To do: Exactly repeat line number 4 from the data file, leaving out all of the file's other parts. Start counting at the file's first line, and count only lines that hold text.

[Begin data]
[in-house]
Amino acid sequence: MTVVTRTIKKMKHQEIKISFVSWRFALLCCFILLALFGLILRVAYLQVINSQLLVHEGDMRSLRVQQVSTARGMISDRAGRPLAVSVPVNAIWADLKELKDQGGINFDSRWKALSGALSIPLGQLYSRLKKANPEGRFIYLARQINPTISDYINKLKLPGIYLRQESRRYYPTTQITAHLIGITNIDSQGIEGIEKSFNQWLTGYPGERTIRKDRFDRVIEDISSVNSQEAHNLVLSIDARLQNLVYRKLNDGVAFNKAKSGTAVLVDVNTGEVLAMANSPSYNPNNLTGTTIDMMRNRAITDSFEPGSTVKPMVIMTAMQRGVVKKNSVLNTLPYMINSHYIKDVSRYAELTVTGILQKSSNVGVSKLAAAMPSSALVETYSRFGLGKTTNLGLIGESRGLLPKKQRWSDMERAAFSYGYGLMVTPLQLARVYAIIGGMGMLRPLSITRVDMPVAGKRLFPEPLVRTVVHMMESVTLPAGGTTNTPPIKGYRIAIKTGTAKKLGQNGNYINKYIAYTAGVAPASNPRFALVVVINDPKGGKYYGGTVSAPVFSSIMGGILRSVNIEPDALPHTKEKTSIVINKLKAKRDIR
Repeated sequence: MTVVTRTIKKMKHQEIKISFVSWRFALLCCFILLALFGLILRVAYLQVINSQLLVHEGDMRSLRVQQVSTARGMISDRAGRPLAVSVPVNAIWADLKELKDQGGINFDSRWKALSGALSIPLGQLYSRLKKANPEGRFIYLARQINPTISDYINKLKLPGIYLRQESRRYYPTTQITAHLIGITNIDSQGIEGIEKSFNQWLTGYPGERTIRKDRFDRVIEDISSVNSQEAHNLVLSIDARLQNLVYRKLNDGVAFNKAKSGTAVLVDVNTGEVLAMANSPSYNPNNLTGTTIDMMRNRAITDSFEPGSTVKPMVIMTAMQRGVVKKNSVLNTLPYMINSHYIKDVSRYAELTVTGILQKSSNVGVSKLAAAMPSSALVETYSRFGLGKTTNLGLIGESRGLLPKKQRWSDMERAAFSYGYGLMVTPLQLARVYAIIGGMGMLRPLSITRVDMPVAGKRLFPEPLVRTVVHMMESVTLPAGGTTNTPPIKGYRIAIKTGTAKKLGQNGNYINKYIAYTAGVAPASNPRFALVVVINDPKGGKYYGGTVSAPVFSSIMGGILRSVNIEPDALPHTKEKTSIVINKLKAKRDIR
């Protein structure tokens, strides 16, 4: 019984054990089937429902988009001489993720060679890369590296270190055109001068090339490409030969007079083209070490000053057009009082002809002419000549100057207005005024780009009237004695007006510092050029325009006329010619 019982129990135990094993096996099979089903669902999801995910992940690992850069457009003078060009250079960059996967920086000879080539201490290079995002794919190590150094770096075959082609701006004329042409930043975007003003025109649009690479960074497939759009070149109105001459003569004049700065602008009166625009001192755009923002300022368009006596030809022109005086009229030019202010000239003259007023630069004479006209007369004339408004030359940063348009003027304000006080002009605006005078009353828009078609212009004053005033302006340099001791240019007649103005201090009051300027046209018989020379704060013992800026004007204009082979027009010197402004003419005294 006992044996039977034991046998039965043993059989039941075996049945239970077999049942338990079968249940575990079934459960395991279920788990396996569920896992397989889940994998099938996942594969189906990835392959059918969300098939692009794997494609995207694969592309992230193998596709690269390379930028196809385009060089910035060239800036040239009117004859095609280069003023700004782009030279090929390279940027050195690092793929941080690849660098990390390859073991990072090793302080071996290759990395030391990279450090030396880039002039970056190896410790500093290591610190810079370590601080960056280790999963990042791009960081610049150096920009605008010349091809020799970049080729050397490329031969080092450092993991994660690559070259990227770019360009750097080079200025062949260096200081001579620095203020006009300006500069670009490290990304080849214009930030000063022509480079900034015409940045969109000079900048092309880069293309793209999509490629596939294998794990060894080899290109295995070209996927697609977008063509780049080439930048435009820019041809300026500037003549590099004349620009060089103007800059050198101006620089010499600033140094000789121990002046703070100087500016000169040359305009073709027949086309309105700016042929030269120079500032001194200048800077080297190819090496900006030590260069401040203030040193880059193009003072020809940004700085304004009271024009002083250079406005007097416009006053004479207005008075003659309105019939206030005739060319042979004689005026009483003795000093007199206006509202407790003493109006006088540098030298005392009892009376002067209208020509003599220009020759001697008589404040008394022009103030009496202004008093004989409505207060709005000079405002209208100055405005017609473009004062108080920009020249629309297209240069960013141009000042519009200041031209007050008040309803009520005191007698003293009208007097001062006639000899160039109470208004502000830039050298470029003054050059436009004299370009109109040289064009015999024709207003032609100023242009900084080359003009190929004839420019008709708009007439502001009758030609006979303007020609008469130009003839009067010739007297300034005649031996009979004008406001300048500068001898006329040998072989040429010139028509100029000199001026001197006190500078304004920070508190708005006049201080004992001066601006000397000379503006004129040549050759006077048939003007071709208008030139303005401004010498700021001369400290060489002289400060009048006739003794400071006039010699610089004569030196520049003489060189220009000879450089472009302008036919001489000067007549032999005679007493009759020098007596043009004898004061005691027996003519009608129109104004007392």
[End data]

């Protein structure tokens, strides 16, 4: 019984054990089937429902988009001489993720060679890369590296270190055109001068090339490409030969007079083209070490000053057009009082002809002419000549100057207005005024780009009237004695007006510092050029325009006329010619 019982129990135990094993096996099979089903669902999801995910992940690992850069457009003078060009250079960059996967920086000879080539201490290079995002794919190590150094770096075959082609701006004329042409930043975007003003025109649009690479960074497939759009070149109105001459003569004049700065602008009166625009001192755009923002300022368009006596030809022109005086009229030019202010000239003259007023630069004479006209007369004339408004030359940063348009003027304000006080002009605006005078009353828009078609212009004053005033302006340099001791240019007649103005201090009051300027046209018989020379704060013992800026004007204009082979027009010197402004003419005294 006992044996039977034991046998039965043993059989039941075996049945239970077999049942338990079968249940575990079934459960395991279920788990396996569920896992397989889940994998099938996942594969189906990835392959059918969300098939692009794997494609995207694969592309992230193998596709690269390379930028196809385009060089910035060239800036040239009117004859095609280069003023700004782009030279090929390279940027050195690092793929941080690849660098990390390859073991990072090793302080071996290759990395030391990279450090030396880039002039970056190896410790500093290591610190810079370590601080960056280790999963990042791009960081610049150096920009605008010349091809020799970049080729050397490329031969080092450092993991994660690559070259990227770019360009750097080079200025062949260096200081001579620095203020006009300006500069670009490290990304080849214009930030000063022509480079900034015409940045969109000079900048092309880069293309793209999509490629596939294998794990060894080899290109295995070209996927697609977008063509780049080439930048435009820019041809300026500037003549590099004349620009060089103007800059050198101006620089010499600033140094000789121990002046703070100087500016000169040359305009073709027949086309309105700016042929030269120079500032001194200048800077080297190819090496900006030590260069401040203030040193880059193009003072020809940004700085304004009271024009002083250079406005007097416009006053004479207005008075003659309105019939206030005739060319042979004689005026009483003795000093007199206006509202407790003493109006006088540098030298005392009892009376002067209208020509003599220009020759001697008589404040008394022009103030009496202004008093004989409505207060709005000079405002209208100055405005017609473009004062108080920009020249629309297209240069960013141009000042519009200041031209007050008040309803009520005191007698003293009208007097001062006639000899160039109470208004502000830039050298470029003054050059436009004299370009109109040289064009015999024709207003032609100023242009900084080359003009190929004839420019008709708009007439502001009758030609006979303007020609008469130009003839009067010739007297300034005649031996009979004008406001300048500068001898006329040998072989040429010139028509100029000199001026001197006190500078304004920070508190708005006049201080004992001066601006000397000379503006004129040549050759006077048939003007071709208008030139303005401004010498700021001369400290060489002289400060009048006739003794400071006039010699610089004569030196520049003489060189220009000879450089472009302008036919001489000067007549032999005679007493009759020098007596043009004898004061005691027996003519009608129109104004007392």